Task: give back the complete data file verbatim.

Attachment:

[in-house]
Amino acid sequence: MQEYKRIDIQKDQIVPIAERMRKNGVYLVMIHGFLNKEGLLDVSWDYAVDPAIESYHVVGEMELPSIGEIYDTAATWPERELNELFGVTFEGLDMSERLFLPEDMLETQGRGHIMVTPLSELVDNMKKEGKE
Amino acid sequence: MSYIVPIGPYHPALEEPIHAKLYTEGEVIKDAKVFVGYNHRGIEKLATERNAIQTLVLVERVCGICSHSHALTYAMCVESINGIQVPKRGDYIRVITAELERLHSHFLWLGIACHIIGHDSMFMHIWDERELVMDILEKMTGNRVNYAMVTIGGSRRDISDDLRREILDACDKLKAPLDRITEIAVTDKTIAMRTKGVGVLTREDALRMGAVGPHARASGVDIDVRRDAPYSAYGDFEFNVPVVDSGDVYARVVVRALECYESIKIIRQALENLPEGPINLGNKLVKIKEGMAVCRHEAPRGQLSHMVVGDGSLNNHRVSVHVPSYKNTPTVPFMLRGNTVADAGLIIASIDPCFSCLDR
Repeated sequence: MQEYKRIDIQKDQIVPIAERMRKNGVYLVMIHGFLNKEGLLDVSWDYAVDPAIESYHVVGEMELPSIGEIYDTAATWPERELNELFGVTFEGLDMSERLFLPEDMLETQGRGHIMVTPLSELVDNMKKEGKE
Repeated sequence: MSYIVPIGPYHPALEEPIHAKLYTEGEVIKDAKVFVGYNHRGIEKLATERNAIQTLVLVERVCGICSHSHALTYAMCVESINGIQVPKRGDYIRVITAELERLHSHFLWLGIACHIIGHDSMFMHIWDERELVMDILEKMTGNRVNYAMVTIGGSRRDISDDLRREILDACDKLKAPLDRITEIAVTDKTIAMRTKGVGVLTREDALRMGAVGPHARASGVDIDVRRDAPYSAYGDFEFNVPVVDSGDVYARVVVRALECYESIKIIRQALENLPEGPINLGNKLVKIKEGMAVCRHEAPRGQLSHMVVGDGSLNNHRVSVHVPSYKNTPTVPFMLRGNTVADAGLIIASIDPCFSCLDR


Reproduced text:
[in-house]
Amino acid sequence: MQEYKRIDIQKDQIVPIAERMRKNGVYLVMIHGFLNKEGLLDVSWDYAVDPAIESYHVVGEMELPSIGEIYDTAATWPERELNELFGVTFEGLDMSERLFLPEDMLETQGRGHIMVTPLSELVDNMKKEGKE
Amino acid sequence: MSYIVPIGPYHPALEEPIHAKLYTEGEVIKDAKVFVGYNHRGIEKLATERNAIQTLVLVERVCGICSHSHALTYAMCVESINGIQVPKRGDYIRVITAELERLHSHFLWLGIACHIIGHDSMFMHIWDERELVMDILEKMTGNRVNYAMVTIGGSRRDISDDLRREILDACDKLKAPLDRITEIAVTDKTIAMRTKGVGVLTREDALRMGAVGPHARASGVDIDVRRDAPYSAYGDFEFNVPVVDSGDVYARVVVRALECYESIKIIRQALENLPEGPINLGNKLVKIKEGMAVCRHEAPRGQLSHMVVGDGSLNNHRVSVHVPSYKNTPTVPFMLRGNTVADAGLIIASIDPCFSCLDR
Repeated sequence: MQEYKRIDIQKDQIVPIAERMRKNGVYLVMIHGFLNKEGLLDVSWDYAVDPAIESYHVVGEMELPSIGEIYDTAATWPERELNELFGVTFEGLDMSERLFLPEDMLETQGRGHIMVTPLSELVDNMKKEGKE
Repeated sequence: MSYIVPIGPYHPALEEPIHAKLYTEGEVIKDAKVFVGYNHRGIEKLATERNAIQTLVLVERVCGICSHSHALTYAMCVESINGIQVPKRGDYIRVITAELERLHSHFLWLGIACHIIGHDSMFMHIWDERELVMDILEKMTGNRVNYAMVTIGGSRRDISDDLRREILDACDKLKAPLDRITEIAVTDKTIAMRTKGVGVLTREDALRMGAVGPHARASGVDIDVRRDAPYSAYGDFEFNVPVVDSGDVYARVVVRALECYESIKIIRQALENLPEGPINLGNKLVKIKEGMAVCRHEAPRGQLSHMVVGDGSLNNHRVSVHVPSYKNTPTVPFMLRGNTVADAGLIIASIDPCFSCLDR